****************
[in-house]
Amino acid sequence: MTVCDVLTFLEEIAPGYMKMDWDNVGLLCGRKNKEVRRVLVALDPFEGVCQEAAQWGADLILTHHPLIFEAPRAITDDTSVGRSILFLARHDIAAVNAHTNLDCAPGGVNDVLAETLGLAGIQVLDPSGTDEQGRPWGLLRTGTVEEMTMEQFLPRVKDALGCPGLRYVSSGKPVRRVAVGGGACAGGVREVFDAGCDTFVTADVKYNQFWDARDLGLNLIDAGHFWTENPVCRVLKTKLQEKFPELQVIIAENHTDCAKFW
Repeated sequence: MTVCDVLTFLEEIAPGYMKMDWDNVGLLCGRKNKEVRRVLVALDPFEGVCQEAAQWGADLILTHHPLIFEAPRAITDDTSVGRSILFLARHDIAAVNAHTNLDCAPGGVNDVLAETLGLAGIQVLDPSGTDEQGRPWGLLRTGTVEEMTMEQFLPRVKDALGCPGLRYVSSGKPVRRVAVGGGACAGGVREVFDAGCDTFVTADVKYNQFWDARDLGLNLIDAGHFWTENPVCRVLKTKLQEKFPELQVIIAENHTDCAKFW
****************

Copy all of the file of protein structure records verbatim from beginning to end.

[in-house]
Amino acid sequence: MTVCDVLTFLEEIAPGYMKMDWDNVGLLCGRKNKEVRRVLVALDPFEGVCQEAAQWGADLILTHHPLIFEAPRAITDDTSVGRSILFLARHDIAAVNAHTNLDCAPGGVNDVLAETLGLAGIQVLDPSGTDEQGRPWGLLRTGTVEEMTMEQFLPRVKDALGCPGLRYVSSGKPVRRVAVGGGACAGGVREVFDAGCDTFVTADVKYNQFWDARDLGLNLIDAGHFWTENPVCRVLKTKLQEKFPELQVIIAENHTDCAKFW
Repeated sequence: MTVCDVLTFLEEIAPGYMKMDWDNVGLLCGRKNKEVRRVLVALDPFEGVCQEAAQWGADLILTHHPLIFEAPRAITDDTSVGRSILFLARHDIAAVNAHTNLDCAPGGVNDVLAETLGLAGIQVLDPSGTDEQGRPWGLLRTGTVEEMTMEQFLPRVKDALGCPGLRYVSSGKPVRRVAVGGGACAGGVREVFDAGCDTFVTADVKYNQFWDARDLGLNLIDAGHFWTENPVCRVLKTKLQEKFPELQVIIAENHTDCAKFW